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ROGER OF WENDOVER Flowers of history. The history of England from the descent of the saxons to A.D. 1235. vol.2


Sir John Froissart's Chronicles of England, France, Spain and the Ajoining Countries from the latter part of the reign of Edward II to the coronation of Henry IV in 12 volumes 

Chronicles of Enguerrand De Monstrelet (Sir John Froissart's Chronicles continuation) in 13 volumes 

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Flowers of history. The history of England from the descent of the saxons to A.D. 1235. vol.2
page 139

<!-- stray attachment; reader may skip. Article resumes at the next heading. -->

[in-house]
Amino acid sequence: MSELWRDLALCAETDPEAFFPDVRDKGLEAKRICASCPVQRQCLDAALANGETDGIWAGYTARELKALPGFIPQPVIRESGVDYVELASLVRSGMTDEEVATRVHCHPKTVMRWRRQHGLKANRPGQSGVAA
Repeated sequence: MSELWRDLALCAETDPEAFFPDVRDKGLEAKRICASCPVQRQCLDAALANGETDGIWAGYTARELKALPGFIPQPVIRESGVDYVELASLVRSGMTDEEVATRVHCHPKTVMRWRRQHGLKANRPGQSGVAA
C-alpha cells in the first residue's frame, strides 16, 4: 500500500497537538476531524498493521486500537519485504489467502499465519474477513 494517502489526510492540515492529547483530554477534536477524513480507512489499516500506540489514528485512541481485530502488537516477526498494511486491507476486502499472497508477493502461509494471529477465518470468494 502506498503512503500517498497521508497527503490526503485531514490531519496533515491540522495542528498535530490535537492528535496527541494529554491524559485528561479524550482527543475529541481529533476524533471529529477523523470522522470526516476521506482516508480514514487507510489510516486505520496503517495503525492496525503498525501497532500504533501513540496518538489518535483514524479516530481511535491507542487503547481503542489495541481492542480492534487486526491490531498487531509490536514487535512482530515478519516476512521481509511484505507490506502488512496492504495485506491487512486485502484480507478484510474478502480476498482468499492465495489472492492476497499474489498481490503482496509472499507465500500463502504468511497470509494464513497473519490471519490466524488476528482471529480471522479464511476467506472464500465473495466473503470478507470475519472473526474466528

I3S [Λ.η . 11!).', ηΟΓ.ΚΙί OK AVENDOVI.!!. strength tiy manoeuvring their horses in tlio ring, and thus ne more nimble anil practised fur battle against the enemies of the cross, or even against their neighbours. At this time, too, one Alexius, son of Manuel, formerly emperor of Constantinople, assembled an army, and having inaile prisoner Cursac the present emperor, who had attacked him. he deprived him of his eyesight, and at length, after having ei nsculated him, condemned him to perpetual imprisonment and seized on his empire. Ιίοπ lite king of the English laid a complaint liffare our lord the pope against the duke of Austria for imprisoning him. A.D . 1190. King Richard sent messengers to the apostolic sec with instructions to lay the following complaint before our lord the pope. " Holy father, our lord Richard king of the English salutes your excellency, anil asks for justice to be shown to him against the dnke of Austria, who made prisoner of him when on his return from a toilsome pilgrimage, harassed him in a way not becoming so great a prince, and afterwards sold him as though he were a bull or an ass, to the emperor, after which the two of them consumed the substance of his kingdom by demanding an intolerable sum for his ransom. Moreover thev, who were no strangers to the laws of Christianity, visited him with more severe judg ments in such a case, than even Saladin would have done, if by a similar misfortune he had fallen into the hands of that infidel himself, to light against whom the said king had travelled from his territories, leaving his lately iict|iiired kingdom, his country, relations, and friends. Ho would perhaps know how to pay respect to the nobleness, valour, or majesty of a king, whom that barbarous and still-necked generation did not know how to appreciate, but perhaps thev did this that the capture of such a great prince might be attributed as a praiseworthy victory to them, although they would never have dared to seek him in upon fight, had lie been surrounded by his valiant army. And let them not think that the dis grace of the king is to be imputed to them, but rather to the dispensation of God, at whose will the w liei 1 of fortune humbles one and exalts another, casts down one and raises up another, it also greatly vexes our lord the king, that, in

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